"Look under the microscope at the breast cancer of 10 women and they all look the same," says Judy Garber, M.D., president of the American Association for Cancer Research (AACR) and director of the Center for Cancer Genetics and Prevention at the Dana-Farber Cancer Institute in Boston. "Yet each will react differently. We used to think of cancer by organ. Now we must think about it as molecules in order to target the treatment specific to that person's cancer."
Most cancers have yet another means of confounding doctors: The mutated cells adapt, particularly under the stress of treatment, and they often adapt differently in any two people.
Despite these challenges, most researchers would agree that their understanding of cancer improved significantly in the years following the National Cancer Act.
An unhealthy attachment
A case in point is the drug that Stutman takes — Gleevec — which has transformed gastrointestinal stromal tumors (GIST) and another form of cancer — chronic myelogenous leukemia (CML) — from fatal illnesses into chronic ones.
The first breakthrough came in 1973, when Janet Rowley, M.D., at the University of Chicago, showed that in those with CML, chromosome 22 attaches to chromosome 9. It would be another 10 years before Dutch and American researchers discovered the full significance: The 22-9 attachment had prompted two genes to fuse. The resulting "oncogene" triggered the uncontrolled cell division of CML.
All of this was great for the textbooks. What made a difference to CML and GIST sufferers was the discovery by Brian Druker, M.D., of the Oregon Health and Science University in Portland, of a molecule that would block a protein produced by the gene, and turn off its replication switch. The cancer community had its long-sought-after magic bullet. Gleevec, the drug that emanated from Druker's research, attacked the root of the problem but left the healthy cells alone.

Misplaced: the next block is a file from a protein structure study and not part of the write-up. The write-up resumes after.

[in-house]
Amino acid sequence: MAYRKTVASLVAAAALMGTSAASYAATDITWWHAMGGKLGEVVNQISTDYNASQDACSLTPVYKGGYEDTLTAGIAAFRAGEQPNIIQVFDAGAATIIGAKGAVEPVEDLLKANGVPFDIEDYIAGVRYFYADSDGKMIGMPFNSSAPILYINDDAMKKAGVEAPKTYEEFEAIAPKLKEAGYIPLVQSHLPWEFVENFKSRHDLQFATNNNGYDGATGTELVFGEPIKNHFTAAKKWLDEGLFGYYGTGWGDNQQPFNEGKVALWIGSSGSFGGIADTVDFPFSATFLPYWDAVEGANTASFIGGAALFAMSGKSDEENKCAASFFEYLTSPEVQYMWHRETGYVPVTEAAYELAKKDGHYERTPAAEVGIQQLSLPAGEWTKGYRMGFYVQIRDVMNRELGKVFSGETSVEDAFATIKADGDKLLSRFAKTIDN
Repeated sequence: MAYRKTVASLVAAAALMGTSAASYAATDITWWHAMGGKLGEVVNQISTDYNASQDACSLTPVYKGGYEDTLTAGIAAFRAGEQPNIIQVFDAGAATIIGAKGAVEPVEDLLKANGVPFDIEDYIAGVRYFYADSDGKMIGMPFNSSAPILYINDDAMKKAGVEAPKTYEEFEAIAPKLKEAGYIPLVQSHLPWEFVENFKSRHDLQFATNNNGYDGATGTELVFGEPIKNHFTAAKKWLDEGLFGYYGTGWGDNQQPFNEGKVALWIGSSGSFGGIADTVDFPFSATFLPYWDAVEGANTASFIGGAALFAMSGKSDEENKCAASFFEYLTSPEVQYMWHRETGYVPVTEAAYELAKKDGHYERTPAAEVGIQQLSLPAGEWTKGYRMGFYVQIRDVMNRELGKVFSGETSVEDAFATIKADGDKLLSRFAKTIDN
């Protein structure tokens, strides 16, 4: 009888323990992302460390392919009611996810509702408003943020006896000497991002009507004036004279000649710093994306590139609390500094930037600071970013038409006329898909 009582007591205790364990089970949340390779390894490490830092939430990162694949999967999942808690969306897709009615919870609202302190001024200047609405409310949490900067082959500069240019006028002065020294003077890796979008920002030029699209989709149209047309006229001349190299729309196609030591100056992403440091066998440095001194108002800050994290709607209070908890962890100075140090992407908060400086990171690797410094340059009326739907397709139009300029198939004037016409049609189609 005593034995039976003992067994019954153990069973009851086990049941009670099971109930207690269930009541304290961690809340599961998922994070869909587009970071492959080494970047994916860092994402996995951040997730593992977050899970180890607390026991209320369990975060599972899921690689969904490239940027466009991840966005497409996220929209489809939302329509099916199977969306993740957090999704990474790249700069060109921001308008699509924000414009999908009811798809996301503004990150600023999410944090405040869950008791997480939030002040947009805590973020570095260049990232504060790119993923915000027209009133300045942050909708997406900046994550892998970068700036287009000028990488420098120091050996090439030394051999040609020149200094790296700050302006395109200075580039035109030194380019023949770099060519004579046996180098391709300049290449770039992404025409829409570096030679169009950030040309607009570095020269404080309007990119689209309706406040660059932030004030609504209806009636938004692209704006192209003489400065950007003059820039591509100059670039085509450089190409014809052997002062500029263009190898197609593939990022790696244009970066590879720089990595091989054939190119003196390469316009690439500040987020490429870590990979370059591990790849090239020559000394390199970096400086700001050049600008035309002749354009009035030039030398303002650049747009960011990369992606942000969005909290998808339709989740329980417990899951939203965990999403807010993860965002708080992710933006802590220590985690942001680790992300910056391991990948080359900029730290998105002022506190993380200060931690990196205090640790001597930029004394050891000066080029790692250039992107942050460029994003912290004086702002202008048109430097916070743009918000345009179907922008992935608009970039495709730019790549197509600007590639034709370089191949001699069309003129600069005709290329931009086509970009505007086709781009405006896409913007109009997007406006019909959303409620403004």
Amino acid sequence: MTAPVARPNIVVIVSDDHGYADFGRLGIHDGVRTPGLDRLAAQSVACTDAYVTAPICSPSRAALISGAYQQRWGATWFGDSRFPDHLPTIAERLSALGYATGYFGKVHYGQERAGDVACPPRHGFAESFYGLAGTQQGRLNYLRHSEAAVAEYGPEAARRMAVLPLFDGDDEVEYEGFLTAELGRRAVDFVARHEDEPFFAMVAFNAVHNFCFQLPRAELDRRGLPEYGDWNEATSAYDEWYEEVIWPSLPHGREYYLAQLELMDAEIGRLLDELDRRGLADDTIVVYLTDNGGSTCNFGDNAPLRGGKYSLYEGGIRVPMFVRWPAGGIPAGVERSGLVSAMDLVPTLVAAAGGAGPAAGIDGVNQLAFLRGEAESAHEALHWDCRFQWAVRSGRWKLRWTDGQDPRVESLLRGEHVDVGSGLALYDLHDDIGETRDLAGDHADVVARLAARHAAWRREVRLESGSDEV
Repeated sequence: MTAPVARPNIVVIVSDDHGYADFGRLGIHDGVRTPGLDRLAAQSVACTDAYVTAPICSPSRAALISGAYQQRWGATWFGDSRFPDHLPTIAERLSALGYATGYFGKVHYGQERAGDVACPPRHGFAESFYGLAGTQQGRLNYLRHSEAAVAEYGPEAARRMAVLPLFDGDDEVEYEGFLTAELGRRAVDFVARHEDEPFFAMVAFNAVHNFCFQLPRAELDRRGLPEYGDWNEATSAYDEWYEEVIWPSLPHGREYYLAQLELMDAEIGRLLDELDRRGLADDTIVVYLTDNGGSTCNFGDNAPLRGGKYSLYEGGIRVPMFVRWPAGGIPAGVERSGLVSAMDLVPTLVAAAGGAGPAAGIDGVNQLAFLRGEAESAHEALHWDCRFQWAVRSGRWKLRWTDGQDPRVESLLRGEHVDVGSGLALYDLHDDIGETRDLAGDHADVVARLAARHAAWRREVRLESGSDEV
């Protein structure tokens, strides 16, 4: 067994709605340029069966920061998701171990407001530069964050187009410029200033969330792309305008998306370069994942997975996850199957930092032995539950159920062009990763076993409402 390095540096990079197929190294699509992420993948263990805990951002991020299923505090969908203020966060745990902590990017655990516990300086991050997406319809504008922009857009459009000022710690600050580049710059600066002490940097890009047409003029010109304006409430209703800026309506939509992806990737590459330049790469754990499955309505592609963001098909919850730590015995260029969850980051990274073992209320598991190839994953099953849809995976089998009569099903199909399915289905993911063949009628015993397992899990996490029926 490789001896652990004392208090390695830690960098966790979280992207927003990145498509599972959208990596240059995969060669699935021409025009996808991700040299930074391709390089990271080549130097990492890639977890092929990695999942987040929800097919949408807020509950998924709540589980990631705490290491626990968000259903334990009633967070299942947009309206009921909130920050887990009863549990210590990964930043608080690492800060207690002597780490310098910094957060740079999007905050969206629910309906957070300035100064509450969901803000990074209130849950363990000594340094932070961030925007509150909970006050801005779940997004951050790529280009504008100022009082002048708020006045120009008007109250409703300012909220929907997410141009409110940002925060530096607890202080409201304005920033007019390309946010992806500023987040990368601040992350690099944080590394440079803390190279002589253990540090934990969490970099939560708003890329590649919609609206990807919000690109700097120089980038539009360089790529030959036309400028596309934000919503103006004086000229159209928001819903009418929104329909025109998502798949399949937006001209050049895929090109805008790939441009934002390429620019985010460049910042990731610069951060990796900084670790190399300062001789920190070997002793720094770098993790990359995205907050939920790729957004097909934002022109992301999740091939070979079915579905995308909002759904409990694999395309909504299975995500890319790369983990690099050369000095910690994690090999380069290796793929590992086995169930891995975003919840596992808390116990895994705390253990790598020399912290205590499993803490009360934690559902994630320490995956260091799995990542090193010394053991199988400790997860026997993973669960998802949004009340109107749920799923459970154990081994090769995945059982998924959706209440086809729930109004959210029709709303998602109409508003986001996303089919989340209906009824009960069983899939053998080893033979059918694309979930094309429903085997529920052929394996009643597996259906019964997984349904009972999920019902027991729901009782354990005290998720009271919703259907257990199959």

The FDA approved Gleevec in 2001. Since then, similar drugs have been developed for other forms of cancer, including melanoma and lung cancer. But, as Schilsky says, "These are not cures. Over time, the cancers develop new mutations or immunity to the drugs. We now have a second generation of drugs for those who are Gleevec resistant."
While drugs like Gleevec may offer the best hope for cancer sufferers, advancements in surgery and radiation have also improved survival rates. Radiation, for instance, is much more precise. Rather than blasting the tumor from all sides indiscriminately, which destroys healthy as well as diseased tissue, IMRT, or intensity-modulated radiation therapy, allows doctors to target just the tumor. "We can't eliminate side effects," says Allan Lichter, M.D., chief executive officer of the American Society of Clinical Oncology. "Radiation kills cells indiscriminately. But what we are doing better is keeping the dose to normal cells as low as possible and the dose to the bad guys as high as we can."
So where does that leave us today? Are we close to finding a cure for cancer?